Great (Hagdola) Synagogue in Djerba, Tunisia, Early 18th Century (Center for Jewish Art / Hebrew University)
The Center for Jewish Art at the Hebrew University of Jerusalem launched the world’s largest online database of Jewish art on Thursday at the World Congress of Jewish Studies in Jerusalem.
The Bezalel Narkiss Index of Jewish Art is a collection of digitized images and information about Jewish artifacts from all over the world. The online collection includes more than 260,000 images of objects and artifacts from 700 museums, synagogues and private collections in 41 different countries, as well as architectural drawings of 1,500 synagogues and Jewish ritual buildings from antiquity to the modern day.
The public can access the Bezalel Index of Jewish Art and start exploring the world of Jewish art. Amateur or professional researchers easily access more than a quarter of a million images, with accompanying details and descriptions, either by simple keyword search, or according to such categories as Iconographical Subject, Origin, Artist, Object, Community, Collection or Location.
The Center for Jewish Art is the world’s foremost institution dedicated to the preservation of the Jewish artistic heritage. The Center’s activities include documentation, research, education and publishing. Under the direction of Dr. Vladimir Levin, the Center has in recent years worked steadily toward completing the Index by photographing, measuring and painstakingly describing and categorizing each piece to be made available online to the public.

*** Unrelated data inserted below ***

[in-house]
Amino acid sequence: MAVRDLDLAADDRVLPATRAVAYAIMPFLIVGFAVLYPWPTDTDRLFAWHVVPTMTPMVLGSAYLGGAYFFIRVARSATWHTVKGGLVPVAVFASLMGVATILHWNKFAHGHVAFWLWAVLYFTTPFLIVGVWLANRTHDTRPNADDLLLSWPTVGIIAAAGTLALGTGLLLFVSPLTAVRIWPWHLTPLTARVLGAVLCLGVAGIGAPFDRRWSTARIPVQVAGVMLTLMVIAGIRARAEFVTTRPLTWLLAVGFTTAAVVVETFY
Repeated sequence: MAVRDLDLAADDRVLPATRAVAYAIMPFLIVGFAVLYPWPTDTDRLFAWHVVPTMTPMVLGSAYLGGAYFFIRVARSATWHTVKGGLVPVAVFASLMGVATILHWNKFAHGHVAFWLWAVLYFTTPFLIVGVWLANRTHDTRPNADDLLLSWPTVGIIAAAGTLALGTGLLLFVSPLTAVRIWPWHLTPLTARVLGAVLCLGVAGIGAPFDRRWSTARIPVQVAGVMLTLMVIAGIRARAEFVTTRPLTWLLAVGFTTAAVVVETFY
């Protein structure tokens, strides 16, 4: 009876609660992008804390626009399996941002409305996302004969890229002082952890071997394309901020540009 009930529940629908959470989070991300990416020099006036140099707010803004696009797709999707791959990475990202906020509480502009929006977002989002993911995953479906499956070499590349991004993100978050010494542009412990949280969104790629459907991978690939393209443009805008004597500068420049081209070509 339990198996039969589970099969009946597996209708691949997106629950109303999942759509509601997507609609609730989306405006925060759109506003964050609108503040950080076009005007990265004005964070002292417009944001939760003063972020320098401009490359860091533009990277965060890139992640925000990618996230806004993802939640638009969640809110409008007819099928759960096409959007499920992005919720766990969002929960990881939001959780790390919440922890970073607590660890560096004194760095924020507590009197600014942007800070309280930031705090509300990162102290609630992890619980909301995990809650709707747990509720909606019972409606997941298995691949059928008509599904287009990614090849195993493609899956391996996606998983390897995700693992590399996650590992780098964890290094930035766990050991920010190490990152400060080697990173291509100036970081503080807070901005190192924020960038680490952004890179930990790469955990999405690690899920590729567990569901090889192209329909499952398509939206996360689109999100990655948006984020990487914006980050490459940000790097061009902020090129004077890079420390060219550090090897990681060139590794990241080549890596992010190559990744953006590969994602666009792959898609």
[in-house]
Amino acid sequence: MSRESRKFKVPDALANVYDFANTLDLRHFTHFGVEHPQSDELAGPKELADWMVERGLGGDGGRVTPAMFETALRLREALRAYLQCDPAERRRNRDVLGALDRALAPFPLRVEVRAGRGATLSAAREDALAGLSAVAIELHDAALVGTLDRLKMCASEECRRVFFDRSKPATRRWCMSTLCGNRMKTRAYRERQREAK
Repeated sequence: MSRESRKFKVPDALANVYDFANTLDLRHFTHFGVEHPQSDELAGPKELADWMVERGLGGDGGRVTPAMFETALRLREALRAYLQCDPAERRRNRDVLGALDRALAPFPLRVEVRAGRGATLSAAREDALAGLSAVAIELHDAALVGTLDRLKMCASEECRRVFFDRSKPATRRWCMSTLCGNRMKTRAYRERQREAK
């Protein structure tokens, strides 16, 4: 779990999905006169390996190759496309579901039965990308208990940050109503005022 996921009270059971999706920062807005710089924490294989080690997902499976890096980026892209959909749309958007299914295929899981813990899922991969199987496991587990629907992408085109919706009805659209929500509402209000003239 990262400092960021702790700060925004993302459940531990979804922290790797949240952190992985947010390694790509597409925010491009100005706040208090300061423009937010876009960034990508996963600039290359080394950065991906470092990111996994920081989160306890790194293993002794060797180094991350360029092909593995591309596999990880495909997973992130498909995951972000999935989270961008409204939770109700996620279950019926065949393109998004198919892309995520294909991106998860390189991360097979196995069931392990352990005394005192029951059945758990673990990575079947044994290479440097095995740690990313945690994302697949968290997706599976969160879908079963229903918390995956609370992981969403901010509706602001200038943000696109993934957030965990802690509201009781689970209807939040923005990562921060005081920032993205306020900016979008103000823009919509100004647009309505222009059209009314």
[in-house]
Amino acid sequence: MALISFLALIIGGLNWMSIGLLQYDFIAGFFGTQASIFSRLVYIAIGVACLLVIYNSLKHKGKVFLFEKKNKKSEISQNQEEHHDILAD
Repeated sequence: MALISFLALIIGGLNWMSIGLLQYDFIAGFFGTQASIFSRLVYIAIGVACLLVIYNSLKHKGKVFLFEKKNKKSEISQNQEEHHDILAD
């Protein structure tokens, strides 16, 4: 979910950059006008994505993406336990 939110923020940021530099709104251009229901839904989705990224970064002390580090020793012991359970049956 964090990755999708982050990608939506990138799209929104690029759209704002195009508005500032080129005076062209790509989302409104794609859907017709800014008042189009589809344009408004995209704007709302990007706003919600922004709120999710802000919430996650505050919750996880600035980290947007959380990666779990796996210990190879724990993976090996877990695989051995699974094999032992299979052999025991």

Tripartite Mahzor, Lake Constance Area, ca. 1322 (Oxford, Bodleian Library) (Center for Jewish Art / Hebrew University)
“Jewish culture is largely perceived as a culture of texts and ideas, not of images. As the largest virtual Jewish museum in the world, the Index of Jewish Art is a sophisticated tool for studying visual aspects of Jewish heritage. We hope that making this Index available will lead to further in-depth study of primary sources, and serve as an enduring launching pad for the study of the historical and cultural significance of Jewish art for many years to come,” said Dr. Levin.
The extensive collection contains over 100,000 entries in the Jewish Ritual Architecture category alone. “We cannot physically preserve all Jewish buildings everywhere, but we can preserve them visually through documentation and drawings,” said Dr. Levin.
The digitization of the Center for Jewish Art archives became possible in the framework of a joint project with the National Library of Israel and Judaica Division of Harvard University Library. It was generously funded by the Rothschild Foundation (Hanadiv) Europe, “Landmarks” Program of the Israeli Prime Minister’s Office, Judaica Book Fund endowments established by David B. Keidan (Harvard), as well as by the Conference on Jewish Material Claims Against Germany, The Morris and Beverly Baker Foundation, Mrs. Josephine Urban and Mr. William Gross.
The Israeli government recognized The Bezalel Narkiss Index of Jewish Art as a non-tangible national heritage in 2012, and it is today considered the most comprehensive database of Jewish art in the world, existing as a virtual museum available to all.
Prof. Bezalel Narkiss was an Israel Prize laureate who established the Hebrew University’s Department of Art History in 1966 with his colleague Prof. Moshe Barasch. In 1979 Narkiss established the Center for Jewish Art with the goal of creating a research center that focuses on investigating and preserving Jewish visual art. Since then, the Center has employed a small but dedicated group of professionals and graduate students who routinely go on documentation expeditions all over the world.